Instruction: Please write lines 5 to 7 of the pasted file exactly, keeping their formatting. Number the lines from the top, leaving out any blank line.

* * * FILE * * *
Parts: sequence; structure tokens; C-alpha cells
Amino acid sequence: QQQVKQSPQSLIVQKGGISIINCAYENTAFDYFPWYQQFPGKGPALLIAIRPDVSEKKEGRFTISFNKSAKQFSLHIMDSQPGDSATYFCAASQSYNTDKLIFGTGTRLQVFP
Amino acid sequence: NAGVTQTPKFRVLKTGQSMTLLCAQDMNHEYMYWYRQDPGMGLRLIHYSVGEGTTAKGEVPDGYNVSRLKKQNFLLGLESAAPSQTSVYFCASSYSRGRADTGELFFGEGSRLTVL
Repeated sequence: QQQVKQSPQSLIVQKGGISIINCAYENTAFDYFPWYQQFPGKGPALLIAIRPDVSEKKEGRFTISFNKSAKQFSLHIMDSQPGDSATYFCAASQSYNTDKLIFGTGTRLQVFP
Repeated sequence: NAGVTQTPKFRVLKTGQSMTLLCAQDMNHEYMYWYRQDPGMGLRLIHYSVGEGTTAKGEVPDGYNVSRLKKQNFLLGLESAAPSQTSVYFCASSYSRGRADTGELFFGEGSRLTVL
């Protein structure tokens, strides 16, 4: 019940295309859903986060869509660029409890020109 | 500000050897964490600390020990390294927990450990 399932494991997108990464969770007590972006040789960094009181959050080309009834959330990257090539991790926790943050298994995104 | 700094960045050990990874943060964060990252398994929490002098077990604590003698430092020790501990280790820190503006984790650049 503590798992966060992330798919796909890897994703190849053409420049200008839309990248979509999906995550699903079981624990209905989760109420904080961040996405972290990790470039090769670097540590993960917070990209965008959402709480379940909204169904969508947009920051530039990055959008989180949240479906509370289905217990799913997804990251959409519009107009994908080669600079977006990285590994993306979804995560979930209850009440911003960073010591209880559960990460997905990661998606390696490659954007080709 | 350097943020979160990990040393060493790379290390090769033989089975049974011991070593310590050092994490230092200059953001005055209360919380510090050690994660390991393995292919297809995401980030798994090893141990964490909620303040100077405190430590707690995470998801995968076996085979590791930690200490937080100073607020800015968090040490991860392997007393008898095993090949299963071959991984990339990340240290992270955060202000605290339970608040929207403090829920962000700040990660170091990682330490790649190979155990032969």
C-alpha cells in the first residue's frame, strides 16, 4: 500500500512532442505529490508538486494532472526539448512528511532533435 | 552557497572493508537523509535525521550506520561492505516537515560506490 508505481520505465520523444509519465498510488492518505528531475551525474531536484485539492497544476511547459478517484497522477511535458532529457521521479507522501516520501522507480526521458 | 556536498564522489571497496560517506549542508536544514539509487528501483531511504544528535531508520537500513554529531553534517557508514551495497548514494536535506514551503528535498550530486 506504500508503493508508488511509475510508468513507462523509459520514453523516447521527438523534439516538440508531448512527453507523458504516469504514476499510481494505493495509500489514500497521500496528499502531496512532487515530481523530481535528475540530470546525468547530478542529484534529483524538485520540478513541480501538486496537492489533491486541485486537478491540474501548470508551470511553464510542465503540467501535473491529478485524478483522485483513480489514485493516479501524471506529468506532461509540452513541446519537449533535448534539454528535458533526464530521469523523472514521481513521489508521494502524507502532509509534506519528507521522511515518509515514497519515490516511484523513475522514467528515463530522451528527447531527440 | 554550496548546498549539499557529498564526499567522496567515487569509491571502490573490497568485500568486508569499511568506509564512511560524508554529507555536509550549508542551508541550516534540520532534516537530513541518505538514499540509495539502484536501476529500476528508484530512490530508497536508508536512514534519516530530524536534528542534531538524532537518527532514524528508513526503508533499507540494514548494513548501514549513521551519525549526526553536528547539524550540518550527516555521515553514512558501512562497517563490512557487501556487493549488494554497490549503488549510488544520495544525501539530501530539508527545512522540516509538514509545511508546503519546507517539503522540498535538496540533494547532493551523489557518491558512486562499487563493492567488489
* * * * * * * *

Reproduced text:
Repeated sequence: NAGVTQTPKFRVLKTGQSMTLLCAQDMNHEYMYWYRQDPGMGLRLIHYSVGEGTTAKGEVPDGYNVSRLKKQNFLLGLESAAPSQTSVYFCASSYSRGRADTGELFFGEGSRLTVL
């Protein structure tokens, strides 16, 4: 019940295309859903986060869509660029409890020109 | 500000050897964490600390020990390294927990450990 399932494991997108990464969770007590972006040789960094009181959050080309009834959330990257090539991790926790943050298994995104 | 700094960045050990990874943060964060990252398994929490002098077990604590003698430092020790501990280790820190503006984790650049 503590798992966060992330798919796909890897994703190849053409420049200008839309990248979509999906995550699903079981624990209905989760109420904080961040996405972290990790470039090769670097540590993960917070990209965008959402709480379940909204169904969508947009920051530039990055959008989180949240479906509370289905217990799913997804990251959409519009107009994908080669600079977006990285590994993306979804995560979930209850009440911003960073010591209880559960990460997905990661998606390696490659954007080709 | 350097943020979160990990040393060493790379290390090769033989089975049974011991070593310590050092994490230092200059953001005055209360919380510090050690994660390991393995292919297809995401980030798994090893141990964490909620303040100077405190430590707690995470998801995968076996085979590791930690200490937080100073607020800015968090040490991860392997007393008898095993090949299963071959991984990339990340240290992270955060202000605290339970608040929207403090829920962000700040990660170091990682330490790649190979155990032969």
C-alpha cells in the first residue's frame, strides 16, 4: 500500500512532442505529490508538486494532472526539448512528511532533435 | 552557497572493508537523509535525521550506520561492505516537515560506490 508505481520505465520523444509519465498510488492518505528531475551525474531536484485539492497544476511547459478517484497522477511535458532529457521521479507522501516520501522507480526521458 | 556536498564522489571497496560517506549542508536544514539509487528501483531511504544528535531508520537500513554529531553534517557508514551495497548514494536535506514551503528535498550530486 506504500508503493508508488511509475510508468513507462523509459520514453523516447521527438523534439516538440508531448512527453507523458504516469504514476499510481494505493495509500489514500497521500496528499502531496512532487515530481523530481535528475540530470546525468547530478542529484534529483524538485520540478513541480501538486496537492489533491486541485486537478491540474501548470508551470511553464510542465503540467501535473491529478485524478483522485483513480489514485493516479501524471506529468506532461509540452513541446519537449533535448534539454528535458533526464530521469523523472514521481513521489508521494502524507502532509509534506519528507521522511515518509515514497519515490516511484523513475522514467528515463530522451528527447531527440 | 554550496548546498549539499557529498564526499567522496567515487569509491571502490573490497568485500568486508569499511568506509564512511560524508554529507555536509550549508542551508541550516534540520532534516537530513541518505538514499540509495539502484536501476529500476528508484530512490530508497536508508536512514534519516530530524536534528542534531538524532537518527532514524528508513526503508533499507540494514548494513548501514549513521551519525549526526553536528547539524550540518550527516555521515553514512558501512562497517563490512557487501556487493549488494554497490549503488549510488544520495544525501539530501530539508527545512522540516509538514509545511508546503519546507517539503522540498535538496540533494547532493551523489557518491558512486562499487563493492567488489